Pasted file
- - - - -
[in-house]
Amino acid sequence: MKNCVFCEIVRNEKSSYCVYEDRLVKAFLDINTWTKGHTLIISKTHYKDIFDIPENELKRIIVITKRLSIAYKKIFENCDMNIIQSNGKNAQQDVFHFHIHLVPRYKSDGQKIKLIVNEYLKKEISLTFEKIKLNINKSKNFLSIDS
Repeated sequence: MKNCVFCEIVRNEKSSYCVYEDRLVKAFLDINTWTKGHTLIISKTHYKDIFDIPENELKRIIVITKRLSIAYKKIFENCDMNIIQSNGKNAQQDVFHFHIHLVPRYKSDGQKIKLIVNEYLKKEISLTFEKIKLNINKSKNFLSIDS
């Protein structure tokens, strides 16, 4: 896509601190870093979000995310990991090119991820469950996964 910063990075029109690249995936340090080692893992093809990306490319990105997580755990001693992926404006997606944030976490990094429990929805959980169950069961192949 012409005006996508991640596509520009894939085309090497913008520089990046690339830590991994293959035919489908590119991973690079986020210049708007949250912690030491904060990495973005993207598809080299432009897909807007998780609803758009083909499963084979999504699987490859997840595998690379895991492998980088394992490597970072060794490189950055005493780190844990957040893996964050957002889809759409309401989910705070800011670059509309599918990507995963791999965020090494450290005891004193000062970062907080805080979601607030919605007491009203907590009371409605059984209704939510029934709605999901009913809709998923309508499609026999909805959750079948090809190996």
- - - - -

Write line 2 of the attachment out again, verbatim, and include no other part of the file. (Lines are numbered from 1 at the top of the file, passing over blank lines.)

Amino acid sequence: MKNCVFCEIVRNEKSSYCVYEDRLVKAFLDINTWTKGHTLIISKTHYKDIFDIPENELKRIIVITKRLSIAYKKIFENCDMNIIQSNGKNAQQDVFHFHIHLVPRYKSDGQKIKLIVNEYLKKEISLTFEKIKLNINKSKNFLSIDS